Dishman and his colleagues said they are looking for ways to help more children identify themselves as someone who likes to exercise.

"Just like there are kids who are drawn to music and art, there are kids who are drawn to physical activity. But what you want is to draw those kids who otherwise might not be drawn to an activity," Dishman said.

So how do you get your child to exercise? Make it about fun, not exercise says Dishman..

“The best thing is to do it because it's fun. It's the kids who say they are intrinsically motivated who are more active than the kids who aren't," Dishman concluded.

Children's activity levels typically fall 50 percent between fifth and sixth grades, the authors noted in the September issue of the journal Medicine & Science in Sports & Exercise.

Using guilt as a motivator seldom achieves the desired result, no matter whether it’s exercising or any other choice. Playing the guilt card with kids only makes them resent what you are trying to get them to do and more often than not, they will do the opposite.

Building a lifetime of healthy choices never began with a guilt trip. Being creative and adding an element of fun and challenge will achieve more than coercion through guilt. 

Children need to identify themselves as someone who wants to exercise instead of someone forced to exercise. The best results have been achieved when families make exercise a part of their daily routine and treat it like anything else they enjoy doing together.

Source: Robert Preidt, http://www.webmd.com/children/news/20150923/want-your-kids-to-exercise-skip-the-guilt

 

Your Baby

Eating Fish During Pregnancy Benefits Baby’s Brain Development

2:00

Can eating more fish during pregnancy help babies’ brains function better as they grow older? Yes, according to a new study from Spain. The researchers say that mothers who eat three substantial servings of fish – each week- during pregnancy may be giving their children an advantage as they mature.

Researchers followed nearly 2,000 mother-child pairs from the first trimester of pregnancy through the child’s fifth birthday and found improved brain function in the kids whose mothers ate the most fish while pregnant, compared to children of mothers who ate the least.

Even when women averaged 600 grams, or 21 ounces, of fish weekly during pregnancy, there was no sign that mercury or other pollutants associated with fish were having a negative effect that offset the apparent benefits.

“Seafood is known to be an important source of essential nutrients for brain development, but at the same time accumulates mercury from the environment, which is known to be neurotoxic,” lead author Jordi Julvez, of the Center for Research in Environmental Epidemiology in Barcelona, said in an email to Reuters Health.

This important health concern prompted the U.S. Food and Drug Administration (FDA) to come up with a guideline for pregnant women in 2014. It encourages women to eat more fish during pregnancy, but limit the intake to no more than 12 ounces per week.

For this study, researchers analyzed data from the Spanish Childhood and Environment Project, a large population study that recruited women in their first trimester of pregnancy, in four provinces of Spain, between 2004 and 2008.

Julvez and colleagues focused on records of the women’s consumption of large fatty fish such as swordfish and albacore tuna, smaller fatty fish such as mackerel, sardines, anchovies or salmon, and lean fish such as hake or sole, as well as shellfish and other seafood.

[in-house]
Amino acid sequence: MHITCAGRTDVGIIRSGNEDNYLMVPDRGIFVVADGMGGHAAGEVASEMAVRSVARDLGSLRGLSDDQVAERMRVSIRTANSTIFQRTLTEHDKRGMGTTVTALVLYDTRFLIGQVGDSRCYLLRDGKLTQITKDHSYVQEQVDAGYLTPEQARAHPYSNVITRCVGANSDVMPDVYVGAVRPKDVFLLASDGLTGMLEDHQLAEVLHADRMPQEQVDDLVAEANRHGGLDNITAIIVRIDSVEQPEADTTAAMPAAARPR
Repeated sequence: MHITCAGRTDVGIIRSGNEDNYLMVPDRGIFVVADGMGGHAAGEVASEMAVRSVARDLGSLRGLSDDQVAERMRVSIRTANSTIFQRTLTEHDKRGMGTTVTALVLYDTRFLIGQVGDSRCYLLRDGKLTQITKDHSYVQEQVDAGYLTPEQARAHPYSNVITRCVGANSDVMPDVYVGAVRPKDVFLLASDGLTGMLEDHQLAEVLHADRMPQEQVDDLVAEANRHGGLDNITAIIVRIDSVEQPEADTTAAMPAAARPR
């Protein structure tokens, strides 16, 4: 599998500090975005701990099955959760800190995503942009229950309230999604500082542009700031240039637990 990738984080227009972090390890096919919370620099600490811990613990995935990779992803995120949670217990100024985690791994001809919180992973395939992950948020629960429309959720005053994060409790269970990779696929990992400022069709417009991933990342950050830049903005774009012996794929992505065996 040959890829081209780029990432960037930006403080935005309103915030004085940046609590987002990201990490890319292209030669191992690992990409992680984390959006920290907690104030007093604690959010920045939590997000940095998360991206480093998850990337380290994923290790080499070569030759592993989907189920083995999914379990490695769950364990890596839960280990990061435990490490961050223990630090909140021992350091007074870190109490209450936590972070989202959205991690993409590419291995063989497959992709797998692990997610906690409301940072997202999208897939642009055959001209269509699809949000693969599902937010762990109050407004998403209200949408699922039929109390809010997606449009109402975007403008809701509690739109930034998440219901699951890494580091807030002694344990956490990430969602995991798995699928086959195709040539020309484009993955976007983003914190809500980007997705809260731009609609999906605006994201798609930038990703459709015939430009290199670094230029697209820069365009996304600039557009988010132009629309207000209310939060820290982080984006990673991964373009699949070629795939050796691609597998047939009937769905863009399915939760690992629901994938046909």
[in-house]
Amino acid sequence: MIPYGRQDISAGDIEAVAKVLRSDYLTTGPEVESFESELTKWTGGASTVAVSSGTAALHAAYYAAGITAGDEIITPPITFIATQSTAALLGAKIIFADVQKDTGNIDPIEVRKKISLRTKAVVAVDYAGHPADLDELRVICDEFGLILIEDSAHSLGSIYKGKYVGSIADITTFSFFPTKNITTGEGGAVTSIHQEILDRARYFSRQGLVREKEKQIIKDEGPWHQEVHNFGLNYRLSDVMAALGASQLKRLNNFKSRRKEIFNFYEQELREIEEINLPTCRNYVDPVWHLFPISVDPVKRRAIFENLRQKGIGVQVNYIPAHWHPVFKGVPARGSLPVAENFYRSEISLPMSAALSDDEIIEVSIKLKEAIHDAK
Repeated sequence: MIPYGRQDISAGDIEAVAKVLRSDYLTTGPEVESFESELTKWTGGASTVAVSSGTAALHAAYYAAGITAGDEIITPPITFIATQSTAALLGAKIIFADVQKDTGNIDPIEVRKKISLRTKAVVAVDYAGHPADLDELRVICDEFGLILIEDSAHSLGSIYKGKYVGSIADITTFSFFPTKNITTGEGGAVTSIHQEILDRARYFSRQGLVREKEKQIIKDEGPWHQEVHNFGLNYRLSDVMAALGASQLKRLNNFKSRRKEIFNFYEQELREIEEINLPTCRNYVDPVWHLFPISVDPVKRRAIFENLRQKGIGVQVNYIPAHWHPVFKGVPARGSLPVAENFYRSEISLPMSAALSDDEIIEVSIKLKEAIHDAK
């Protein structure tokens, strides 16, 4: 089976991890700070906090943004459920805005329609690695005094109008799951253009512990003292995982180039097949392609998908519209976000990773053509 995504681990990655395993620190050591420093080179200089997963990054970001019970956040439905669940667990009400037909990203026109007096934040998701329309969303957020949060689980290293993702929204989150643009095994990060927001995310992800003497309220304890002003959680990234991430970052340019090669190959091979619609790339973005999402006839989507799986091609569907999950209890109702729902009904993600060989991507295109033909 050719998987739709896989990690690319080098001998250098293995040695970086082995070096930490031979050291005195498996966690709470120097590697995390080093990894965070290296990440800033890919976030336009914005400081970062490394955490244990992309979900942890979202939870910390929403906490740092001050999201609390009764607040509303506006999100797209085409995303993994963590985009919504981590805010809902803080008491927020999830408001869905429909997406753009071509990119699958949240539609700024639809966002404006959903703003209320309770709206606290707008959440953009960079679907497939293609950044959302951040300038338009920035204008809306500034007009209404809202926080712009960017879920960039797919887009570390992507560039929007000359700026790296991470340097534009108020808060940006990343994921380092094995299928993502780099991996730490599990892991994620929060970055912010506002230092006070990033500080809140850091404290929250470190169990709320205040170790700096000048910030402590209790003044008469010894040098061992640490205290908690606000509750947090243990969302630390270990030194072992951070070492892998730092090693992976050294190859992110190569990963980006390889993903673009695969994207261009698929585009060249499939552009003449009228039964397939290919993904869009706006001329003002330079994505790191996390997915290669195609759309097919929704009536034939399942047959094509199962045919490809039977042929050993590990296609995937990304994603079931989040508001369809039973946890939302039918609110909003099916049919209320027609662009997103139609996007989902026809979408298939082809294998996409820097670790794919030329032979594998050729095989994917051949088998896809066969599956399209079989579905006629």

Women were tested for blood levels of vitamin D and iodine, and cord blood was tested after delivery to measure fetal exposure to mercury and PCB pollutants. At ages 14 months and five years, the children underwent tests of their cognitive abilities and Asperger Syndrome traits to assess their neuropsychological development.

On average, the women had consumed about 500 g, or three servings, of seafood per week while pregnant. But with every additional 10 g per week above that amount, children’s test scores improved, up to about 600 g. The link between higher maternal consumption and better brain development in children was especially apparent when kids were five.

The researchers also saw a consistent reduction in autism-spectrum traits with increased maternal fish consumption.

Mothers’ consumption of lean fish and large fatty fish appeared most strongly tied to children’s scores, and fish intake during the first trimester, compared to later in pregnancy, also had the strongest associations.

“I think that in general people should follow the current recommendations,” Julvez said. “Nevertheless this study pointed out that maybe some of them, particularly the American ones, should be less stringent.”

Julvez noted that there didn’t appear to be any additional benefit when women ate more than 21 ounces (about 595 g) of fish per week.

“I think it's really interesting, and it shed a lot more light on the benefits of eating fish during pregnancy,” said Dr. Ashley Roman, director of Maternal Fetal Medicine at NYU Langone Medical Center in New York.

“I think what's interesting about this study compared to some data previously is that they better quantify the relationship between how much fish is consumed in a diet and then the benefits for the fetus and ultimately the child,” said Roman, who was not involved in the study.

Roman also noted that pregnant women should avoid certain fish such as tilefish, shark, swordfish and giant mackerel. These are larger fish with longer life spans that may accumulate more mercury in their tissue.

While fish may be a great source of protein and benefit brain development in utero, most experts agree that women should consult their obstetrician about what fish are safer to eat and how much they should eat during pregnancy.

The study was published online in the January edition of the American Journal of Epidemiology

Source: Shereen Lehman, http://www.reuters.com/article/us-health-pregnancy-fish-idUSKCN0UW1S4